Ask the Expert: Dr. Dana Kress

What is the biggest challenge facing the people of Haiti right now?

The biggest problem for the Haitian people lies with us, not them. Haiti defies simple understanding. It is a nation of towering mountains and shocking beauty. Few Americans have seen this Haiti and fewer Haitians have ever met an American who tried to understand Haiti as it is. It is the rare Haitian who has seen an American who could speak Creole; they have never seen a Blanc (a white person) carry water, dance in the streets or go to a country market. The vast majority of American aid workers pass through the towns in their cars with the windows rolled up. They almost certainly never grasp that beneath the surface of what appears to be simple solutions there are unimagined complexities. A Creole saying captures the complexity of Haitian existence with stark simplicity: “Behind every mountain there are mountains.”

A few years ago, Haiti was self-sufficient in rice, a staple in the national diet. When the U.S. poured food aid into the country, the market collapsed and local farmers could no longer sell rice to people who received it for free. Today Haiti is forced to import almost all its rice from the United States, and a major source of employment has been lost.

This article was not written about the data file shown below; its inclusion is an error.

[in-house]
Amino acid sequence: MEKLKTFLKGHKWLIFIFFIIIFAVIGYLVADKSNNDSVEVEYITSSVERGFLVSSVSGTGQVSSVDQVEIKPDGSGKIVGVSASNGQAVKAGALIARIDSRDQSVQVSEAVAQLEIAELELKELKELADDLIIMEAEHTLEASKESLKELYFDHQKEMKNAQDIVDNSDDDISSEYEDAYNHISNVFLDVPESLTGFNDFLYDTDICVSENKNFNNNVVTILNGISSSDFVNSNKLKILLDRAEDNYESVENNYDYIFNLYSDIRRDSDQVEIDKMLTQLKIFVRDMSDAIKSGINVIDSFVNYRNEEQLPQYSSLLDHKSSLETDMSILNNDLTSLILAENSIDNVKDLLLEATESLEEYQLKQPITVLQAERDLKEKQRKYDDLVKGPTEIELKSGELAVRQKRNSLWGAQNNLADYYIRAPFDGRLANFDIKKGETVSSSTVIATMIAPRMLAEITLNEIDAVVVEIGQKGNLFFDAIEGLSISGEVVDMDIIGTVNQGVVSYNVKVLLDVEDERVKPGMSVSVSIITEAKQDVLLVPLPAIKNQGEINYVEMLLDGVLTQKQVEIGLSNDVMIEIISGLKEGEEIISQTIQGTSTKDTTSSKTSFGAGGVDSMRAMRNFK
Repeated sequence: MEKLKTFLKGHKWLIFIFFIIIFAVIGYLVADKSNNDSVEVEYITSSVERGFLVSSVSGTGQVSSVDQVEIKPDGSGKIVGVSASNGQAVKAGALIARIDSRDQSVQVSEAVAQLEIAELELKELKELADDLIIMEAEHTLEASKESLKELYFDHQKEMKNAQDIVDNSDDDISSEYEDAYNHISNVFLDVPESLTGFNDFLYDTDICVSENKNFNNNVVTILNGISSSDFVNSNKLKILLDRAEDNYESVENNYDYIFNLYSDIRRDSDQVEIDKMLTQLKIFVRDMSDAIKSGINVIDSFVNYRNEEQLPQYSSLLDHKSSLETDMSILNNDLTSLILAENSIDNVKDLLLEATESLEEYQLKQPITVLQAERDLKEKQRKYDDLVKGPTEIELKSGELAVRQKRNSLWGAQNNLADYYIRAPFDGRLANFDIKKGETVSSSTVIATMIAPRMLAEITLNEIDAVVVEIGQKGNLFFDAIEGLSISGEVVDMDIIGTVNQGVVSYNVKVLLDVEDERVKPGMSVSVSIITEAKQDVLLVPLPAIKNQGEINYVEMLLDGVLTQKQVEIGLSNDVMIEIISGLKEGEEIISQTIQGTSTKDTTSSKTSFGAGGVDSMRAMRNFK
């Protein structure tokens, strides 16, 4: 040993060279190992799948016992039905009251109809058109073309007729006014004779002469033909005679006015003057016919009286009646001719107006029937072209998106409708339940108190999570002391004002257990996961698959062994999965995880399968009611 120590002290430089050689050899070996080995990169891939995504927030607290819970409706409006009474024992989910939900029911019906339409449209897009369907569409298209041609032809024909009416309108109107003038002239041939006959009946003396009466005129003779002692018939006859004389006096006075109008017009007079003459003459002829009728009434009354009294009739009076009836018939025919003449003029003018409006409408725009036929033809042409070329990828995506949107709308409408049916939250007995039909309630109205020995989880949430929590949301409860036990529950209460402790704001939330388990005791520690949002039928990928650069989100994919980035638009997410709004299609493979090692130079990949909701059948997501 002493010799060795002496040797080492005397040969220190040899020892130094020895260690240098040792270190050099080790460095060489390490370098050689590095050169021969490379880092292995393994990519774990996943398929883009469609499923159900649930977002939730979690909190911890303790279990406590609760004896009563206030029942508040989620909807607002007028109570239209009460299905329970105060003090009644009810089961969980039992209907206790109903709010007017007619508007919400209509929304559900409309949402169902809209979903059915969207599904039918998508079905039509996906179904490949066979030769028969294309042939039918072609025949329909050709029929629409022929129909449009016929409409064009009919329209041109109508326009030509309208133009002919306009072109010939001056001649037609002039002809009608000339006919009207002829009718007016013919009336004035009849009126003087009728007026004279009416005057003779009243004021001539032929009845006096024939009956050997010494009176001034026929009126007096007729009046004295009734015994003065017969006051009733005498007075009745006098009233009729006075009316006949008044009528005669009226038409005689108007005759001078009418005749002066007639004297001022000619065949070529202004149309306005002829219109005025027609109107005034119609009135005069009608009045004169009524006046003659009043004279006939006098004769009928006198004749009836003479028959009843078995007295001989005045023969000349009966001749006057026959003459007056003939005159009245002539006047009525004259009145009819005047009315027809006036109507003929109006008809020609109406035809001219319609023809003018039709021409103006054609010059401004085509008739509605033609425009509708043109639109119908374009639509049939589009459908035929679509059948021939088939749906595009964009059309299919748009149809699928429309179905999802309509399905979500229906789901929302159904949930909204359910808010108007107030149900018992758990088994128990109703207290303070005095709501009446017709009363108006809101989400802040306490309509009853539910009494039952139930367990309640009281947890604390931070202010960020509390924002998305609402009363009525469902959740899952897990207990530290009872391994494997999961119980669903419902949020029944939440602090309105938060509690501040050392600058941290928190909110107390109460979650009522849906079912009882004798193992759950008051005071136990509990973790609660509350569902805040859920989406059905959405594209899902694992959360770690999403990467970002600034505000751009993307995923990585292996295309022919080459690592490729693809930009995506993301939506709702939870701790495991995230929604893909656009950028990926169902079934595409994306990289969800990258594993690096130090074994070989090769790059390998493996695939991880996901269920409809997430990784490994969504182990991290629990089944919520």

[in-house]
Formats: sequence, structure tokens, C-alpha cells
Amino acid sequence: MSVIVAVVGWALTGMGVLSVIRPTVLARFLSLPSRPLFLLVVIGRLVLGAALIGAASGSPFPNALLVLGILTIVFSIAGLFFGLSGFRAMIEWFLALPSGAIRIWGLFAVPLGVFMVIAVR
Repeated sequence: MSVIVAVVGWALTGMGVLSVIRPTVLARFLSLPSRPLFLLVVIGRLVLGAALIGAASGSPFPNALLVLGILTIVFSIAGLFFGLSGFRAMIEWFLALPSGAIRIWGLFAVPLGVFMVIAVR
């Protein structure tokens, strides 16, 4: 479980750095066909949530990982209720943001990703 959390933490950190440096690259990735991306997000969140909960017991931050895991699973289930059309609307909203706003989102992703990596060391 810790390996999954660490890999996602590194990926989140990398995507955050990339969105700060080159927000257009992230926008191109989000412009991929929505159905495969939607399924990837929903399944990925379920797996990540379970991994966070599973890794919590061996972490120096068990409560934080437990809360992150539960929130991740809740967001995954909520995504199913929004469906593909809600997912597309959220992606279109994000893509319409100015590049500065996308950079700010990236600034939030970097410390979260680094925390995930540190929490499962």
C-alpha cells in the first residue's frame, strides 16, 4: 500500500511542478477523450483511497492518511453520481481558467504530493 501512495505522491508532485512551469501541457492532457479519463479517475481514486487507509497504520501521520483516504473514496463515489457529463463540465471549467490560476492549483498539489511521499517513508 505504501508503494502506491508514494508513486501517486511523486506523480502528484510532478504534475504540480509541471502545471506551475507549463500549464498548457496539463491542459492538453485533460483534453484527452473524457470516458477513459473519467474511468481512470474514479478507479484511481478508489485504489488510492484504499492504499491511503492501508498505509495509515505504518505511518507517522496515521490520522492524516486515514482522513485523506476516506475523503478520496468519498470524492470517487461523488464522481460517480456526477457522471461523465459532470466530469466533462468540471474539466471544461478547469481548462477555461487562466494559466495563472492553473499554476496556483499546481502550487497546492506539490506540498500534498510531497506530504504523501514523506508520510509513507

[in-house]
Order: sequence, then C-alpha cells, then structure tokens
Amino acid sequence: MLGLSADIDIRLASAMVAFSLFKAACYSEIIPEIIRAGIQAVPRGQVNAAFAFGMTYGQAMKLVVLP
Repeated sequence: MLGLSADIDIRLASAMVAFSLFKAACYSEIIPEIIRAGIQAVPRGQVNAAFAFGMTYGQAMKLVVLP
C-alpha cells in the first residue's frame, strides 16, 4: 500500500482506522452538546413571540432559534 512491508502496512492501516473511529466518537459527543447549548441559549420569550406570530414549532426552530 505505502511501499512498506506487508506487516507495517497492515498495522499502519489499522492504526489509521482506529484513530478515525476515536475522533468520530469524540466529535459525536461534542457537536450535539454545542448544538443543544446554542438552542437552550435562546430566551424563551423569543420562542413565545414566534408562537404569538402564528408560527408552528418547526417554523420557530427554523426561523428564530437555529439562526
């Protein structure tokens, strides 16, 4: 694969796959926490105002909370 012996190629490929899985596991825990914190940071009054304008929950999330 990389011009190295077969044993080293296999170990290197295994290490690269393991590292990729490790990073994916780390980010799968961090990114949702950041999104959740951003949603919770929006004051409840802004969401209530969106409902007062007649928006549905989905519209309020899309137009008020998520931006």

In Haiti, life vibrates with meaning because everyone knows how fragile it is. For a Haitian, a simple walk to the market can be a spiritual experience because every tree, stone, plant and animal is imbued with meanings that are hidden to the eyes of those who cannot see beyond the mountains. People talk to their neighbors; they pour into the streets on Flag Day and dance there for hours on end. These are not timid and anemic dances performed by people who are afraid to sweat. No. These are exquisitely choreographed, rhythmic, body-drenching celebrations of life unknown to Americans, but which are in perfect harmony with a people whose national anthem contains the words “To die is beautiful.” Behind every death there is a celebration.

Haiti has many problems, but knowing how to live and how to pass through this existence with a spiritual awareness comes naturally to most Haitians. Perhaps we could learn something from them.

Dr. Dana Kress is the Chair of the Foreign Language Department and Professor of French at Centenary.

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